Cooperative habitat conservation plans could avert final listing
By Summit Voice
SUMMIT COUNTY — Endangered species and energy development will clash again in the south-central U.S. as federal biologists this week proposed adding the lesser prairie chicken to the endangered species list.
This decision could trigger new scrutiny by state and federal wildlife agencies on permits and operations for energy developers and ranchers that could impact the bird’s habitat in Kansas, Oklahoma, Texas, New Mexico and Colorado — states that are prime grounds for oil, gas and wind development, as well as farming and ranching.
The listing proposal is part of the Service’s efforts to implement a court-approved work plan that resolves a series of lawsuits concerning the agency’s ESA listing duties. The intent of the agreement is to significantly reduce litigation and allow the agency to focus its resources on the species most in need of the ESA’s protections.
While the announcement elicited the typical knee-jerk reaction from some Republican western lawmakers, conservation advocates explained that the listing doesn’t automatically mean energy development will be throttled.
“In the past, these kinds of ESA listing decisions have led to years of litigation and conflict,” said David Festa, vice president of the land, water and wildlife program for Environmental Defense Fund. “Now, with the lesser prairie chicken, we’re working with land users to set up Wildlife Habitat Exchanges that provide cooperative, cost-effective habitat conservation.”
“We are encouraged by current multi-state efforts to conserve the lesser prairie-chicken and its habitat, but more work needs to be done to reverse its decline” said USFWS director Dan Ashe. “Similar to what state and federal partners in this region accomplished when the dunes sagebrush lizard was proposed, we must redouble our important work to identify solutions that provide for the long-term conservation of the species and also help working families remain on the land they have stewarded for generations,” Ashe said.
EDF is working with landowners, developers and energy companies to design a new, cooperative approach to conservation that promises ample habitat protection at low cost – potentially enough habitat to reverse dwindling populations and avert a final listing under the law.
This approach, known as wildlife habitat exchanges, enlists private landowners like ranchers and farmers to create and maintain vital habitat, which energy companies and other developers can in turn use to meet their obligations to protect wildlife.
Once found in abundant numbers across much of the five states of Colorado, New Mexico, Texas, Oklahoma and Kansas, the lesser prairie-chickens’ historical range of native grasslands and prairies has been reduced by an estimated 84 percent. The State of Colorado has listed the species as threatened. The Service first identified the lesser prairie-chicken as a candidate for ESA protection in 1998.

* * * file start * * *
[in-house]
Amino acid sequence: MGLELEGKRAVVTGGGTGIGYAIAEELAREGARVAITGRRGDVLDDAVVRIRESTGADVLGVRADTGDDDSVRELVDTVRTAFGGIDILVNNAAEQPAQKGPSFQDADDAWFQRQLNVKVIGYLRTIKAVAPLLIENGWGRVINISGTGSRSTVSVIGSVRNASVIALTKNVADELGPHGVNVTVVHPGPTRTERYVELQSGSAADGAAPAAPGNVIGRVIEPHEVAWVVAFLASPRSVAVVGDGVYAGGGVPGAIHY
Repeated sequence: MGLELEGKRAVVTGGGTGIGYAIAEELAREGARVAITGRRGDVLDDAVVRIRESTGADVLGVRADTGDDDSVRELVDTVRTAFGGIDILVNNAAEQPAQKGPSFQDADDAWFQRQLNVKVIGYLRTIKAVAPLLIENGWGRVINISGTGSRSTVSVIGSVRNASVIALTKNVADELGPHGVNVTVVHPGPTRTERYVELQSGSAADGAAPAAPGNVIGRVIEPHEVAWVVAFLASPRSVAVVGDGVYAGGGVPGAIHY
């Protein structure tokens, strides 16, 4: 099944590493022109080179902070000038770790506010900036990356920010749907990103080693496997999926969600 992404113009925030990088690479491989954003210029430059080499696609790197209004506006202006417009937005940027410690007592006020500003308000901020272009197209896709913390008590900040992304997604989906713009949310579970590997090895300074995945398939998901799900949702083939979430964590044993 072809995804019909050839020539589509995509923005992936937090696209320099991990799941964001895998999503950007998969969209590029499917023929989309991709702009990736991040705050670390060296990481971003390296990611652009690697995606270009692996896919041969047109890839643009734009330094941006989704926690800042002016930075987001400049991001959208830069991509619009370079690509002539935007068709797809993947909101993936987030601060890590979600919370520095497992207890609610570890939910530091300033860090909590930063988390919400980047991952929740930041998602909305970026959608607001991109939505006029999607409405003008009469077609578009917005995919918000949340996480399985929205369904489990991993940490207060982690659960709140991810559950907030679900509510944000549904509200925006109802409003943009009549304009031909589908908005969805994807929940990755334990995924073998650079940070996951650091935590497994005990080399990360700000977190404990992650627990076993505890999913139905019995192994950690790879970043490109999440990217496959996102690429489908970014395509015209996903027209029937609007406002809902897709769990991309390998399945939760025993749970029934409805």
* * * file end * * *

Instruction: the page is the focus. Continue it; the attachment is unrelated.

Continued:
The lesser prairie-chicken is a species of prairie grouse commonly recognized for its feathered feet and stout build. Plumage of the lesser prairie-chicken is characterized by a cryptic pattern of alternating brown and buff-colored barring. Males display brilliant yellow-orange eyecombs and reddish-purple air sacs during courtship displays.
There has been a substantial decrease in the range of the species primarily as a result of habitat fragmentation and loss caused by development and conversion of the species’ native grassland habitat to agriculture. The lesser prairie-chicken requires large areas of intact native grassland and shrubland to maintain self-sustaining populations. Habitat loss has resulted in reduced populations of lesser prairie-chickens, making them especially vulnerable to ongoing impacts on the landscape.
“There’s an energy boom in the West and Wildlife Habitat Exchanges allow for thoughtful, well-planned mitigation strategies that will result in measurable conservation benefits for wildlife species like the lesser prairie chicken,” said Eric Holst, senior director of EDF’s Working Lands program.
This cooperative approach is essential to achieving long-term results, as 90 percent of the bird’s habitat exists on private lands. Many states, farmers and ranchers are already throwing their weight behind the model: Texas used it to protect the golden cheeked warbler, and the Texas and Kansas Farm Bureaus want to see it used for the lesser prairie chicken.
The Service will make a final determination on whether to add the lesser prairie-chicken to the Federal List of Endangered and Threatened Wildlife based on the best available science. Members of the public and scientific community are encouraged to review and comment on the proposal during the 90-day public comment period.
“Regardless of whether the lesser prairie-chicken ultimately requires protection under the ESA, its decline is a signal that our native grasslands are in trouble,” said USFWS southwestern regional director Dr. Benjamin Tuggle. “We know that these grasslands support not only dozens of native migratory bird and wildlife species, but also farmers, ranchers and local communities across the region.”
“Habitat Exchanges are a smart solution for threatened species such as the lesser prairie chicken,” said Steve Swaffar of the Kansas Farm Bureau. “Exchanges deliver quantifiable measures of habitat and resources, at the same time giving private landowners an opportunity to derive income by providing for the specific needs of the species, and continue to use their property for agriculture production.”
The U.S. Fish & Wildlife Agency has up to a year to make a final listing decision.
“EDF supports Wildlife Habitat Exchanges as a proven model that could change the trajectory of the lesser prairie chicken,” said Festa. “It can bring the species back from the brink and put it on a path toward recovery before the final listing decision is made.”